The two leadership campaigns going off in Canada right now are an interesting exercise in contrasts.
In Alberta, we have an "unbounded" one member, one vote process being conducted, and the Federal Liberals are conducting a much more classical "Delegates-and-Convention" process.
The first thought that I have is that the system being exercised in Alberta wouldn't be too bad, but for the fact that there has been no cut-off on membership sales. Besides the obvious worries I have around fraud and validating the results, I think it is created an environment where the candidates are constantly looking outward, trying to attract the largest possible army of voters.
In contrast, the Liberals cut off membership sales sometime in September, when Delegate Selection took place. After that point, the party turned "inwards" and the campaign has been one where the party has been able to discuss actively the direction of the party. (The first major piece to come out of this was the adoption of a new party constitution this past week)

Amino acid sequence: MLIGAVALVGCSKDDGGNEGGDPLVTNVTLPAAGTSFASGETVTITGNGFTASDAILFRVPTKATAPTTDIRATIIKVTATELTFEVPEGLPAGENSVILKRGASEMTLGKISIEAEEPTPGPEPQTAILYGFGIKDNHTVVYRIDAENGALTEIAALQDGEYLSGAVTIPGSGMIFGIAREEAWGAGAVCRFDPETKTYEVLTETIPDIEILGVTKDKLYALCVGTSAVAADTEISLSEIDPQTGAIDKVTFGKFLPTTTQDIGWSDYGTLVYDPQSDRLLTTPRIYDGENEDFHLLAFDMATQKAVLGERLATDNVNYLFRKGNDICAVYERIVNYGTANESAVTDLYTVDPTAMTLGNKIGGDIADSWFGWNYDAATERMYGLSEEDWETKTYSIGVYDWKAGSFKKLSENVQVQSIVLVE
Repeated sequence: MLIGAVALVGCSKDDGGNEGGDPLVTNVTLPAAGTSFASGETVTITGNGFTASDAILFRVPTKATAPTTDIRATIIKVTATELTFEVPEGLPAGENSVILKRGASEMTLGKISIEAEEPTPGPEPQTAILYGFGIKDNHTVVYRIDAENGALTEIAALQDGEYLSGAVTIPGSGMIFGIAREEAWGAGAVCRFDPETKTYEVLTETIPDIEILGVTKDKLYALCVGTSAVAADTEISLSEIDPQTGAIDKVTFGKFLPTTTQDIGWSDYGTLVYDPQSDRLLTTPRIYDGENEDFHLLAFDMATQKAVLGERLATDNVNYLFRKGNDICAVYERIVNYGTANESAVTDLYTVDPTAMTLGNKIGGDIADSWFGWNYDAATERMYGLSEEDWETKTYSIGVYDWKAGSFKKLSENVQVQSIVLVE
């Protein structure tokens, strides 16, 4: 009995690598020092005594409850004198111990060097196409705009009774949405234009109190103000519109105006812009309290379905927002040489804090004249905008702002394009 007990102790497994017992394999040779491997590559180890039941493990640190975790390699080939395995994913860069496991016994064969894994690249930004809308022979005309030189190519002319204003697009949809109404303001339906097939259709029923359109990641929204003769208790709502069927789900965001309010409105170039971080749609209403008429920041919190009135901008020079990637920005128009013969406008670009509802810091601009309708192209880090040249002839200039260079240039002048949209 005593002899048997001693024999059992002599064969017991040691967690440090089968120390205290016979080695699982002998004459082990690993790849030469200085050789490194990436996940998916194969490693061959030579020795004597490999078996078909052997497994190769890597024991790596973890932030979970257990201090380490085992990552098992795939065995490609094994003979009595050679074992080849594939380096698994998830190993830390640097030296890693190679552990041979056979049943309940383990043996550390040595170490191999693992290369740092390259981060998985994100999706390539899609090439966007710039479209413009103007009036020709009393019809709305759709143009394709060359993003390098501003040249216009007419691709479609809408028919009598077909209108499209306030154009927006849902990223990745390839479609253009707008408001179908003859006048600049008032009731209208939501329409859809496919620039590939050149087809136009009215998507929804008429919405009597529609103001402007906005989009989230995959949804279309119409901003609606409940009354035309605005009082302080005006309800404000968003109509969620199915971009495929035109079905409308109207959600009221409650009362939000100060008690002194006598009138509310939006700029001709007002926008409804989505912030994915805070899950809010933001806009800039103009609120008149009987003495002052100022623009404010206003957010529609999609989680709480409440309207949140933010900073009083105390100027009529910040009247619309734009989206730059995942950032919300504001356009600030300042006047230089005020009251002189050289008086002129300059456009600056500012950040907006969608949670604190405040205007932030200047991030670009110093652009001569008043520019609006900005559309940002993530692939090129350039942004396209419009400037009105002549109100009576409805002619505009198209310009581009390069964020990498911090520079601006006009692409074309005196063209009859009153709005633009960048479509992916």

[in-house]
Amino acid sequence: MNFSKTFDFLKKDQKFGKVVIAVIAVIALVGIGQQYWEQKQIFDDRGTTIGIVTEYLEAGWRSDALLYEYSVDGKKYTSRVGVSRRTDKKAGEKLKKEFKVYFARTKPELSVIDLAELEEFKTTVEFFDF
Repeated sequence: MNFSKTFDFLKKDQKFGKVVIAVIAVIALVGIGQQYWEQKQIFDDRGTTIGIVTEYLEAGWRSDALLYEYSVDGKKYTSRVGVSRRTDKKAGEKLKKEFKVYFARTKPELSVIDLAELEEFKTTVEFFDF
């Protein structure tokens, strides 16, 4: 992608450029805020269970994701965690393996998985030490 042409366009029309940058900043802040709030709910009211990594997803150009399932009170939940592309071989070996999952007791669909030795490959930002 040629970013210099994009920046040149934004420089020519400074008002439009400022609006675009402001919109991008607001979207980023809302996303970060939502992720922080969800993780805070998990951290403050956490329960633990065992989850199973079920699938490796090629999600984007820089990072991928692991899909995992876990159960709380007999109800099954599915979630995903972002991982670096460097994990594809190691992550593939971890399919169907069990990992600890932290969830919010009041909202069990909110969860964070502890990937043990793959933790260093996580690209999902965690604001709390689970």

The Alberta process suggests that the PC's don't think that they need to make any changes. This is somewhat disappointing, because it tells me that the party doesn't recognize that it had become "The Cult of Ralph", and is seeking another demagogue to step into Ralph's shoes. I also object to framing a party process of replacing a leader in the more general terms of "electing the premier".
I'm not entirely sure that the Liberal process will produce as much change as I'd like, but at least it has marginalized "old-style" players like Volpe. However, I think the Liberal process has been more reflective of Canada's party system, and considerably more respectful of the voters. At the end of Saturday, the party will turn outward once again, and present Canada with a new leader and a new vision.
In Alberta, Ralph's replacement will be picking up all of Ralph's baggage - including party structures and direction. There is no "give and take" discussion going on between the three remaining demagogues, and it's far too much of a "winner takes all" kind of approach to produce the kind of changes that are so desperately needed.